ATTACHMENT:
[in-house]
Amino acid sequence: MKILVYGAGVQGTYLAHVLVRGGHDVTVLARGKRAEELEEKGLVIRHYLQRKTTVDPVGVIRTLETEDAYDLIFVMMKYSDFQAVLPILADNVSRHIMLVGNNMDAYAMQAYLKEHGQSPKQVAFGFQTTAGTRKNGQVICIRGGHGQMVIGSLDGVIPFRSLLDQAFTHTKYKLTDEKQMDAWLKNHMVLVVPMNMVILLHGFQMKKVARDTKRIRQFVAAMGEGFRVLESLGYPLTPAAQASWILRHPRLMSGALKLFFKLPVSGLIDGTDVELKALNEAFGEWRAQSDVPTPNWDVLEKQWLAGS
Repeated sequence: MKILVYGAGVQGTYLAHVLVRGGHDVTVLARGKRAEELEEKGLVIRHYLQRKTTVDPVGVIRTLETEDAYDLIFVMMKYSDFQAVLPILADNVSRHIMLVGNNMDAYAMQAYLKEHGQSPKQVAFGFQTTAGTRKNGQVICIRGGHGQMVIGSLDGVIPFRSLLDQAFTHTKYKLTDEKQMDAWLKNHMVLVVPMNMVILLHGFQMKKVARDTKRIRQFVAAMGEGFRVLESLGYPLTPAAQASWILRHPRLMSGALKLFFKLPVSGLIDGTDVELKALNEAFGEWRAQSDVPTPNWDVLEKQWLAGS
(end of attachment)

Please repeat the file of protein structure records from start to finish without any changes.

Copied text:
[in-house]
Amino acid sequence: MKILVYGAGVQGTYLAHVLVRGGHDVTVLARGKRAEELEEKGLVIRHYLQRKTTVDPVGVIRTLETEDAYDLIFVMMKYSDFQAVLPILADNVSRHIMLVGNNMDAYAMQAYLKEHGQSPKQVAFGFQTTAGTRKNGQVICIRGGHGQMVIGSLDGVIPFRSLLDQAFTHTKYKLTDEKQMDAWLKNHMVLVVPMNMVILLHGFQMKKVARDTKRIRQFVAAMGEGFRVLESLGYPLTPAAQASWILRHPRLMSGALKLFFKLPVSGLIDGTDVELKALNEAFGEWRAQSDVPTPNWDVLEKQWLAGS
Repeated sequence: MKILVYGAGVQGTYLAHVLVRGGHDVTVLARGKRAEELEEKGLVIRHYLQRKTTVDPVGVIRTLETEDAYDLIFVMMKYSDFQAVLPILADNVSRHIMLVGNNMDAYAMQAYLKEHGQSPKQVAFGFQTTAGTRKNGQVICIRGGHGQMVIGSLDGVIPFRSLLDQAFTHTKYKLTDEKQMDAWLKNHMVLVVPMNMVILLHGFQMKKVARDTKRIRQFVAAMGEGFRVLESLGYPLTPAAQASWILRHPRLMSGALKLFFKLPVSGLIDGTDVELKALNEAFGEWRAQSDVPTPNWDVLEKQWLAGS